A former Surprise police officer accused of lying on a police report and to prosecutors may lose his certification to be a police officer.
The Arizona Peace Officer Standards and Training Board is reviewing allegations that Steven R. Celsy, 24, lied about a February traffic stop of a suspected drunken driver. The board, which provides training and oversight to law-enforcement members, said in a case overview that Celsy:
- Lied in his police report.
- Lied to city prosecutor.
- Lied to department officials assigned to investigate the incident.
Celsy, who quit last year after department investigators made the accusations, could not be reached for comment. He had worked for the Surprise police for 2 1/2 years and resigned in October after a department Disciplinary Review Board recommended that he be fired.
A case overview provided by the state board said Celsy pulled over a suspected drunken driver late at night on Feb. 20 after a resident called 911. Celsy asked another officer to arrest the suspect, saying he was not confident doing it himself because did not have enough experience with DUI arrests, the documents said.
The arresting officer said he could smell alcohol coming from the vehicle, and the driver's eyes were bloodshot, according to a Surprise police report. The driver couldn't walk a straight line but refused other field sobriety tests. A blood-alcohol test was not taken, the report says.
Celsy later filed a supplemental police report saying he saw the suspect commit several traffic violations. His claims were contradicted by video footage and data from an automated tracking device in his patrol car, according to records.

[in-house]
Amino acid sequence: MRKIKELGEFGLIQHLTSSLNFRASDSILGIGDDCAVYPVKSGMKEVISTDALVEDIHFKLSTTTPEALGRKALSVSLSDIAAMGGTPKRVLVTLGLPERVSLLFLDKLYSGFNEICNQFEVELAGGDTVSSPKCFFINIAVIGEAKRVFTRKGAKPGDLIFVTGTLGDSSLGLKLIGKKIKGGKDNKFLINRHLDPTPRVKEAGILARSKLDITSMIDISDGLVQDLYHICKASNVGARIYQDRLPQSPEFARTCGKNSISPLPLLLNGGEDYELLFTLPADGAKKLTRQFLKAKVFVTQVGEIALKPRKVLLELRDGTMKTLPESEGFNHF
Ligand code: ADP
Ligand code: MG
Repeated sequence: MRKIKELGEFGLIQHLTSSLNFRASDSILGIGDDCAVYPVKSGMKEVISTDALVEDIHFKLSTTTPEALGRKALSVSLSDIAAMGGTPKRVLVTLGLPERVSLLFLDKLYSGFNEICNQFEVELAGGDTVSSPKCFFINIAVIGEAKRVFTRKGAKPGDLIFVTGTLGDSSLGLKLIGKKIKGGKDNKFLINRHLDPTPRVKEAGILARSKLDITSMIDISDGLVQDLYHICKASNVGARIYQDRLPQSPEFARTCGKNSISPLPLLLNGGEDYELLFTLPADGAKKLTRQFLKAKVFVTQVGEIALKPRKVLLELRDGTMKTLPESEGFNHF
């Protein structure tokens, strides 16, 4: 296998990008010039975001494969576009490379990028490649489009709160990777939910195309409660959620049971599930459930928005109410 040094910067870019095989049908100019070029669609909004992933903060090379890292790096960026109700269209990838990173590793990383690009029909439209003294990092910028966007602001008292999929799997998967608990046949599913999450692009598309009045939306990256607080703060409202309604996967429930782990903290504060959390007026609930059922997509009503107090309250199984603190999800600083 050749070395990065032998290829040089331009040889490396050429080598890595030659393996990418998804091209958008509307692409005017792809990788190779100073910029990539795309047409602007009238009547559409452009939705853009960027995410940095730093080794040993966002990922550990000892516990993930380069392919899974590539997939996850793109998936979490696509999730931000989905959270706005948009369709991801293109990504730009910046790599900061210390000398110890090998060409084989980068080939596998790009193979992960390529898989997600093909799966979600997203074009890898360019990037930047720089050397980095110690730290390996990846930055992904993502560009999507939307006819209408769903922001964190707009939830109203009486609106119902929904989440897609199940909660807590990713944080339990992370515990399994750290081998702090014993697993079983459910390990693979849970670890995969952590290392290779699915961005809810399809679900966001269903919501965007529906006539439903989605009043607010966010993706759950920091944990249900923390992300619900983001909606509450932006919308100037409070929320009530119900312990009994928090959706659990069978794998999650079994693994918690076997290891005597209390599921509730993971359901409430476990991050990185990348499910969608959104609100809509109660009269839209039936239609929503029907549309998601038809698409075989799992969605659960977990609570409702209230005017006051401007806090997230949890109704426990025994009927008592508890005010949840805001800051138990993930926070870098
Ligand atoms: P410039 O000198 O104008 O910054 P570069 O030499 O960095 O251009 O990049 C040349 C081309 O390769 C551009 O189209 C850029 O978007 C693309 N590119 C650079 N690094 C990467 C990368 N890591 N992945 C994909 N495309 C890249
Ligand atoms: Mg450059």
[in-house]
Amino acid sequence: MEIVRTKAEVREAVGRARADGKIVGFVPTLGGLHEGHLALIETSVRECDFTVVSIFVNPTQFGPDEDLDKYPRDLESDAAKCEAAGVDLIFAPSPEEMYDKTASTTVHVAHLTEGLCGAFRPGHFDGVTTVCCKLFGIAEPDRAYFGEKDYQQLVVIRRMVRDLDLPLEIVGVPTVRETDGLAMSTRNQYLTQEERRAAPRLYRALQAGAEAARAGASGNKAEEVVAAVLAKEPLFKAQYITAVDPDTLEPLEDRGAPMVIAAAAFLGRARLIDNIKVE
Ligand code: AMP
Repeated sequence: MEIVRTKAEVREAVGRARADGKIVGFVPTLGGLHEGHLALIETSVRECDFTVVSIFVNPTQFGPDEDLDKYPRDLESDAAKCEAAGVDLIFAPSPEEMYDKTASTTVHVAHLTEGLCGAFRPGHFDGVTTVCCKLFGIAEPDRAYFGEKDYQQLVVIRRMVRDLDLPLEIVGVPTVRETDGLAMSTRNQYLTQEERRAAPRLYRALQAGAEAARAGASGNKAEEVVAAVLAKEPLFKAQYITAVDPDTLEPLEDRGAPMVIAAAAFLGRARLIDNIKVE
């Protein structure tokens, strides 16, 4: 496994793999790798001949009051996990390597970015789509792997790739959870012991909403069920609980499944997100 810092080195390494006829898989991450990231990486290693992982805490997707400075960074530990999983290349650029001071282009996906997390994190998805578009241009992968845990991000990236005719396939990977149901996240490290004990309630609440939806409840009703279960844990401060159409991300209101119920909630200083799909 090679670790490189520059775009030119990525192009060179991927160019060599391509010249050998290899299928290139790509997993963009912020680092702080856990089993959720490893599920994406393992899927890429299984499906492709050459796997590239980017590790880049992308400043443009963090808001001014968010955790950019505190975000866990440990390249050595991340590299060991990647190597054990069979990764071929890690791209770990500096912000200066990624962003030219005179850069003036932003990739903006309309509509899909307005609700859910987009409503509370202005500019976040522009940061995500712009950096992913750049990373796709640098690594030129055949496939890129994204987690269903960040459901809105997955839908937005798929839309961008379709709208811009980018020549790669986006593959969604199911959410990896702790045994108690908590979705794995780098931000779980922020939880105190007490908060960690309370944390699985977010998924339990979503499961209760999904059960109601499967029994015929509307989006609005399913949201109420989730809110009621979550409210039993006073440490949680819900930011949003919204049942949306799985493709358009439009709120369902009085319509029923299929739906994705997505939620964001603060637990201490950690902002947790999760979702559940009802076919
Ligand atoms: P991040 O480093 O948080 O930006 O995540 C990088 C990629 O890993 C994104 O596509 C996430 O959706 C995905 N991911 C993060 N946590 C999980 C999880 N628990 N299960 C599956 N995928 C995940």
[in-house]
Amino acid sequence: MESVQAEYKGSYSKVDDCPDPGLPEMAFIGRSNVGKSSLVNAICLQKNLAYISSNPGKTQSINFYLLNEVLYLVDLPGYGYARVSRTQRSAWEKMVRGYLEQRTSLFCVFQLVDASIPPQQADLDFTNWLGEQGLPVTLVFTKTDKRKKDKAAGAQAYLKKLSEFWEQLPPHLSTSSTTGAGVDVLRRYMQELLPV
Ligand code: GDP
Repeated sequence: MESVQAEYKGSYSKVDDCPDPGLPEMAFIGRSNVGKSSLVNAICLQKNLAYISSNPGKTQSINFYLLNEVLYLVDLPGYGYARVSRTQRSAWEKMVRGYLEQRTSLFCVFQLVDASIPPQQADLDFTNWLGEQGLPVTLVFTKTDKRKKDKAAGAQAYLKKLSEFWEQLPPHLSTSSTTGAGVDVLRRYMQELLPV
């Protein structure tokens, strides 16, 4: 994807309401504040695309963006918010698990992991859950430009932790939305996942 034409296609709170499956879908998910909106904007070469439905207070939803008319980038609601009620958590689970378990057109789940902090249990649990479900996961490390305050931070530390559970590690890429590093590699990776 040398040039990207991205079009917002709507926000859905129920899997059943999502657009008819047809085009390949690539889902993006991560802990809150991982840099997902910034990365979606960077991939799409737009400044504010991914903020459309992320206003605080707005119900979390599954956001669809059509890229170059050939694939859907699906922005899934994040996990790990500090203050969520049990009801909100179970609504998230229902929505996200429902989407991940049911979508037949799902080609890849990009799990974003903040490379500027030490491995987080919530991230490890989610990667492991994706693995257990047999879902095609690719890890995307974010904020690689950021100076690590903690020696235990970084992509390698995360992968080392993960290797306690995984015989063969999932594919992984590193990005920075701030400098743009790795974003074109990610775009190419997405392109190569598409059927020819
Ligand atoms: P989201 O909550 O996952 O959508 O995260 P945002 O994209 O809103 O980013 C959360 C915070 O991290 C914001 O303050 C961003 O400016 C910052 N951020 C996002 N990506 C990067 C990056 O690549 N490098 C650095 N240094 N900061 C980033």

A lawyer for the suspect, whose name was not mentioned in board documents, had requested the video footage and notified the city prosecutor of the inconsistency, the board documents said.
"At no time was Officer Celsy behind this car," Curt Milam, a board-compliance specialist, told board members Wednesday.
Celsy met with a city prosecutor in May who questioned him about the inconsistency between his police report and the video footage.
"Officer Celsy maintained that his report was accurate and attempted to explain that he stopped following the suspect vehicle in order to cut the driver off, anticipating that the driver would cut through a parking lot," the board documents said. "This action was determined to be implausible."
Department officials served Celsy in June with a notice of investigation. During an interview, they confronted Celsy with data from his patrol car's automated-tracking device as well the video footage.
"Investigators were hopeful that when confronted with the evidence, Officer Celsy would tell the truth. This did not occur," documents said.
Ian Murton, a Surprise Police Employees Association official assigned to offer advice and other assistance to Celsy, said the board can suspend, revoke or leave in place an officer's certification.
Murton said when an officer's certification is suspended, it's difficult to find work in law enforcement later.
"It's very competitive," he said. "I would say especially right now it would be very difficult to find a job."